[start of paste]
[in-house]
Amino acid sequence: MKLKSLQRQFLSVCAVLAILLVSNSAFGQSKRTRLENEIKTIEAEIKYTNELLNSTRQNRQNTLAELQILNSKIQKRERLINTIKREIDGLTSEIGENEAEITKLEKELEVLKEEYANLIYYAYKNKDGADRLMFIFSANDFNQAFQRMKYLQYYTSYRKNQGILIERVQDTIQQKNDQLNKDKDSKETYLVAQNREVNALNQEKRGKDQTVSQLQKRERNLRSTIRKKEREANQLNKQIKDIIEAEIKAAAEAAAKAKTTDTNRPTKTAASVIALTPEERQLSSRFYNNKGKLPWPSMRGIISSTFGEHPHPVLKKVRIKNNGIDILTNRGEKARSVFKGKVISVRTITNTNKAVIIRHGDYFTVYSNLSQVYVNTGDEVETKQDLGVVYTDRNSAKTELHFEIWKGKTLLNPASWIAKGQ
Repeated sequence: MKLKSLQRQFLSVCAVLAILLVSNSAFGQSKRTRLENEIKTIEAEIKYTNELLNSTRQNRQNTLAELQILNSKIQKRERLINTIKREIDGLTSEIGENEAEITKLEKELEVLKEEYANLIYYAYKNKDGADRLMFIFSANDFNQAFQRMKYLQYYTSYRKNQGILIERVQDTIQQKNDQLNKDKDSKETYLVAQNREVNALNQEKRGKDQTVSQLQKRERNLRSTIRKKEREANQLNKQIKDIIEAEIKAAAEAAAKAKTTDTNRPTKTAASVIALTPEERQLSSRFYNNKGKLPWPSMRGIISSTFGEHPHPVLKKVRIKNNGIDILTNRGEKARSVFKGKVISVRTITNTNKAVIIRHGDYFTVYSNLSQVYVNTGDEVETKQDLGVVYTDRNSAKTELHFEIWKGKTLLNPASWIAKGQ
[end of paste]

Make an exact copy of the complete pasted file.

[in-house]
Amino acid sequence: MKLKSLQRQFLSVCAVLAILLVSNSAFGQSKRTRLENEIKTIEAEIKYTNELLNSTRQNRQNTLAELQILNSKIQKRERLINTIKREIDGLTSEIGENEAEITKLEKELEVLKEEYANLIYYAYKNKDGADRLMFIFSANDFNQAFQRMKYLQYYTSYRKNQGILIERVQDTIQQKNDQLNKDKDSKETYLVAQNREVNALNQEKRGKDQTVSQLQKRERNLRSTIRKKEREANQLNKQIKDIIEAEIKAAAEAAAKAKTTDTNRPTKTAASVIALTPEERQLSSRFYNNKGKLPWPSMRGIISSTFGEHPHPVLKKVRIKNNGIDILTNRGEKARSVFKGKVISVRTITNTNKAVIIRHGDYFTVYSNLSQVYVNTGDEVETKQDLGVVYTDRNSAKTELHFEIWKGKTLLNPASWIAKGQ
Repeated sequence: MKLKSLQRQFLSVCAVLAILLVSNSAFGQSKRTRLENEIKTIEAEIKYTNELLNSTRQNRQNTLAELQILNSKIQKRERLINTIKREIDGLTSEIGENEAEITKLEKELEVLKEEYANLIYYAYKNKDGADRLMFIFSANDFNQAFQRMKYLQYYTSYRKNQGILIERVQDTIQQKNDQLNKDKDSKETYLVAQNREVNALNQEKRGKDQTVSQLQKRERNLRSTIRKKEREANQLNKQIKDIIEAEIKAAAEAAAKAKTTDTNRPTKTAASVIALTPEERQLSSRFYNNKGKLPWPSMRGIISSTFGEHPHPVLKKVRIKNNGIDILTNRGEKARSVFKGKVISVRTITNTNKAVIIRHGDYFTVYSNLSQVYVNTGDEVETKQDLGVVYTDRNSAKTELHFEIWKGKTLLNPASWIAKGQ